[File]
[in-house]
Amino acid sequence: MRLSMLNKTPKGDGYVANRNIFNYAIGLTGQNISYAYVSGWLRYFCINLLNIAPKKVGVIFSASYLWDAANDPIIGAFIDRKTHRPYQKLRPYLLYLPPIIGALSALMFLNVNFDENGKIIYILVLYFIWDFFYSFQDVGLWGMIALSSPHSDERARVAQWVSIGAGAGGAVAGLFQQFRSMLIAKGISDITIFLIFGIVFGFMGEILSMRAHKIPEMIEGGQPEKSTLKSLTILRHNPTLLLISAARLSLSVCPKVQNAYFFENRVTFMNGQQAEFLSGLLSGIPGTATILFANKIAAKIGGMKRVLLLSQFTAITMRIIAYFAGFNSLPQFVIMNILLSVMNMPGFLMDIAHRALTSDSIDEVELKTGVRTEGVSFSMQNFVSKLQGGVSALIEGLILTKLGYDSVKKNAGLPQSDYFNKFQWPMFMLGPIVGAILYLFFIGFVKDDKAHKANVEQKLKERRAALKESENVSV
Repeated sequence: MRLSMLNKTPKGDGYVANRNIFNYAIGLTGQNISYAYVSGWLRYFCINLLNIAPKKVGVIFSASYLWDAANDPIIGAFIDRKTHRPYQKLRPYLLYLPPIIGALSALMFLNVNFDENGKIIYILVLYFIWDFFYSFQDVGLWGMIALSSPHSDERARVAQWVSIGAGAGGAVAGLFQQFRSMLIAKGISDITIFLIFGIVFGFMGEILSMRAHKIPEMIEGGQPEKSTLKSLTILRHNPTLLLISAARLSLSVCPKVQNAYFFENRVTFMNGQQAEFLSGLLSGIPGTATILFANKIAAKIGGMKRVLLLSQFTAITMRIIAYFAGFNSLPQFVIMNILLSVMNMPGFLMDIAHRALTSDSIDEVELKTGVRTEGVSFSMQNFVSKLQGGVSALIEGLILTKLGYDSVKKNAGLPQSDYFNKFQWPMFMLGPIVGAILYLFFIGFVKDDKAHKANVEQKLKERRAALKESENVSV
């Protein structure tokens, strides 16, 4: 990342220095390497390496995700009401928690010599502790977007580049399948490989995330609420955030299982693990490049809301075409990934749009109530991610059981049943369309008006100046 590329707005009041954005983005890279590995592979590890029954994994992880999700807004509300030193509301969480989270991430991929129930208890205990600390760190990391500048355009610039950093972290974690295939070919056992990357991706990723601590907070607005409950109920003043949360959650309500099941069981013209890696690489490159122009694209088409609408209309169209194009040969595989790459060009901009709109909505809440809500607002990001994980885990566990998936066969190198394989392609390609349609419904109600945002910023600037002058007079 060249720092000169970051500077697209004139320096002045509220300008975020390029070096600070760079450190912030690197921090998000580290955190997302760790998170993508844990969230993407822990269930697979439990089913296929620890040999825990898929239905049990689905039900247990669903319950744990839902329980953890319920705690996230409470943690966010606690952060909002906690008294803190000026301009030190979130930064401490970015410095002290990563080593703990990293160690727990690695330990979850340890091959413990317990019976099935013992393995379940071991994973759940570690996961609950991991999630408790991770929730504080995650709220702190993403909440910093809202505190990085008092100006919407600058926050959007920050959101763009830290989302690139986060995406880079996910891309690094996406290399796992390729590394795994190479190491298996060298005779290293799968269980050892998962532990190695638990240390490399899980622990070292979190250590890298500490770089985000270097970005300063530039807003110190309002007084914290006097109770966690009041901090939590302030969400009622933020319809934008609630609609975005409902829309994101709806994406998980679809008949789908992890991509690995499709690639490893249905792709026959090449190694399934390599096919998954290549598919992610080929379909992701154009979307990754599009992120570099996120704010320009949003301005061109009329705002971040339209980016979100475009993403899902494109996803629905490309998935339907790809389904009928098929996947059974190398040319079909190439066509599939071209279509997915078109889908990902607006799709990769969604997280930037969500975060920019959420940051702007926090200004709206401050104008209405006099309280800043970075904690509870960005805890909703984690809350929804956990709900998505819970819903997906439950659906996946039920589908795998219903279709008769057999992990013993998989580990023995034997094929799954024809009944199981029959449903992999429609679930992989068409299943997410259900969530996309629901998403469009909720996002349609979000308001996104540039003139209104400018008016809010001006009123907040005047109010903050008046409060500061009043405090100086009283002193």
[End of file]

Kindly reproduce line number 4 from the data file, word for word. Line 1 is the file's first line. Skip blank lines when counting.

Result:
């Protein structure tokens, strides 16, 4: 990342220095390497390496995700009401928690010599502790977007580049399948490989995330609420955030299982693990490049809301075409990934749009109530991610059981049943369309008006100046 590329707005009041954005983005890279590995592979590890029954994994992880999700807004509300030193509301969480989270991430991929129930208890205990600390760190990391500048355009610039950093972290974690295939070919056992990357991706990723601590907070607005409950109920003043949360959650309500099941069981013209890696690489490159122009694209088409609408209309169209194009040969595989790459060009901009709109909505809440809500607002990001994980885990566990998936066969190198394989392609390609349609419904109600945002910023600037002058007079 060249720092000169970051500077697209004139320096002045509220300008975020390029070096600070760079450190912030690197921090998000580290955190997302760790998170993508844990969230993407822990269930697979439990089913296929620890040999825990898929239905049990689905039900247990669903319950744990839902329980953890319920705690996230409470943690966010606690952060909002906690008294803190000026301009030190979130930064401490970015410095002290990563080593703990990293160690727990690695330990979850340890091959413990317990019976099935013992393995379940071991994973759940570690996961609950991991999630408790991770929730504080995650709220702190993403909440910093809202505190990085008092100006919407600058926050959007920050959101763009830290989302690139986060995406880079996910891309690094996406290399796992390729590394795994190479190491298996060298005779290293799968269980050892998962532990190695638990240390490399899980622990070292979190250590890298500490770089985000270097970005300063530039807003110190309002007084914290006097109770966690009041901090939590302030969400009622933020319809934008609630609609975005409902829309994101709806994406998980679809008949789908992890991509690995499709690639490893249905792709026959090449190694399934390599096919998954290549598919992610080929379909992701154009979307990754599009992120570099996120704010320009949003301005061109009329705002971040339209980016979100475009993403899902494109996803629905490309998935339907790809389904009928098929996947059974190398040319079909190439066509599939071209279509997915078109889908990902607006799709990769969604997280930037969500975060920019959420940051702007926090200004709206401050104008209405006099309280800043970075904690509870960005805890909703984690809350929804956990709900998505819970819903997906439950659906996946039920589908795998219903279709008769057999992990013993998989580990023995034997094929799954024809009944199981029959449903992999429609679930992989068409299943997410259900969530996309629901998403469009909720996002349609979000308001996104540039003139209104400018008016809010001006009123907040005047109010903050008046409060500061009043405090100086009283002193």